Well being Plan Executives Hardly ever Focus on House Care Fashions: Survey

A new survey shows that nearly two-thirds of leaders rarely meet to discuss home care, and just 38% say their organization scores “very well” when it comes to increasing members’ use of home care services support.

Poor communication and coordination between different stakeholders, late services and lower member satisfaction are just a few of the challenges faced by the implementation of home care health plans.

The survey, published by Integrated Home Care Services (IHCS) and Sage Growth Partners, includes responses from 47 health plan leaders. Some of the findings left IHCS executives confused.

“About 72% of respondents say that strategic reasons were a major reason for moving care to an institutional setting, but two-thirds say they rarely meet and discuss that care,” said Paul Pino, Chief Development and Analytics Officer at IHCS Home Health Care News. “These two are almost diametrically opposed. There’s a breakup that really got us scratching our heads.”

Source: IHCS

Integrated Home Care Services provides home care to more than 2.2 million patients through partnerships with health plans and risk-taking providers.

The Company is an independent home care benefits manager offering a value-based home care model for managed care organizations.

While Pino is encouraged that health plan leaders recognize the growing demand for home care, there is still work to be done when it comes to dedicating time and resources to home care.

Over the past five years, 91% of health plan leaders in the survey said the use of home care services has increased.

However, a majority (60%) said they were “moderately” in favor of members’ use of home care.

If those leaders know there is a need, it would be a more relevant conversation, Pino continued. About the same number of executives, almost two-thirds, said they rarely talk about home care.

“You would expect that if they rarely get together to talk about it, they probably don’t have opinions when it comes to home care,” Pino said. “But they know it’s a problem, it just wasn’t a focus.”

Pino thinks the COVID-19 pandemic has something to do with it. Health plan leaders have been so focused and engaged with some of the institutional components of care that home care has not been a priority, he said.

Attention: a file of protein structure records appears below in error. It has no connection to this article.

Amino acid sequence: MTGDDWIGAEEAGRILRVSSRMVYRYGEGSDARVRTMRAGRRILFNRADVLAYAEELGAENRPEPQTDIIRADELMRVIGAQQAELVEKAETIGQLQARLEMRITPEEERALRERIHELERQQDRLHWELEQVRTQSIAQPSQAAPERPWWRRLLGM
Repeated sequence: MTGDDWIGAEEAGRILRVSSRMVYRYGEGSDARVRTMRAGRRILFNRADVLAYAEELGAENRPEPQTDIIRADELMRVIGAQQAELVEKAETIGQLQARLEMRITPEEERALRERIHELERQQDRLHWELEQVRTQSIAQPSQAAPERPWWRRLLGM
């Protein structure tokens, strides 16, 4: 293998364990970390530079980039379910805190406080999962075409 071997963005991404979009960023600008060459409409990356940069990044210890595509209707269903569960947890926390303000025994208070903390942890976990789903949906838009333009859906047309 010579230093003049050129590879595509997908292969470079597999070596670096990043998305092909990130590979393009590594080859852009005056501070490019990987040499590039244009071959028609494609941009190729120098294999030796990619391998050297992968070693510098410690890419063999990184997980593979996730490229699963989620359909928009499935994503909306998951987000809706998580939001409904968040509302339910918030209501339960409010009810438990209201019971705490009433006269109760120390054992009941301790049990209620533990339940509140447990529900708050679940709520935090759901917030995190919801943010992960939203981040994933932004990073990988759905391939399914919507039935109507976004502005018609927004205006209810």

Those responsible for health insurance companies have also recognized that the costs of home care have increased: 96% of those surveyed stated that the costs of home care had increased in the last five years. Of these, over 25% indicated that costs had increased by more than 10%.

This trend could continue in the coming years.

“There is a current understanding in healthcare that there is a finite amount that you can squeeze out,” Pino said. “You won’t see significant profitability if you overcharge the lowest cost provider. If you look at a usage trend and look at the total cost per patient and if you compare home care to SNF, on average per patient, SNF has an average of 200% more reimbursement than home care would.”

Home health and home care should see modest increases in costs, Pino said, especially when it comes to managed care.

Strategy and optimization of homecare remain hurdles for these executives as well. Of the 47 executives surveyed, only 36% said they were “very competent” in assessing the impact of homecare on overall costs.

While these results are somewhat surprising, they also validate companies like IHCS that can help bridge the gap between healthcare plans and home care.

“The trends that we’re seeing, not just from a usage perspective but from a cost perspective, continue to grow,” Josh Holmes, senior vice president of business development at IHCS, told HHCN. “The opportunity for a home care benefit and administrator to work with these populations on behalf of a health plan could not be better.”

Comments are closed.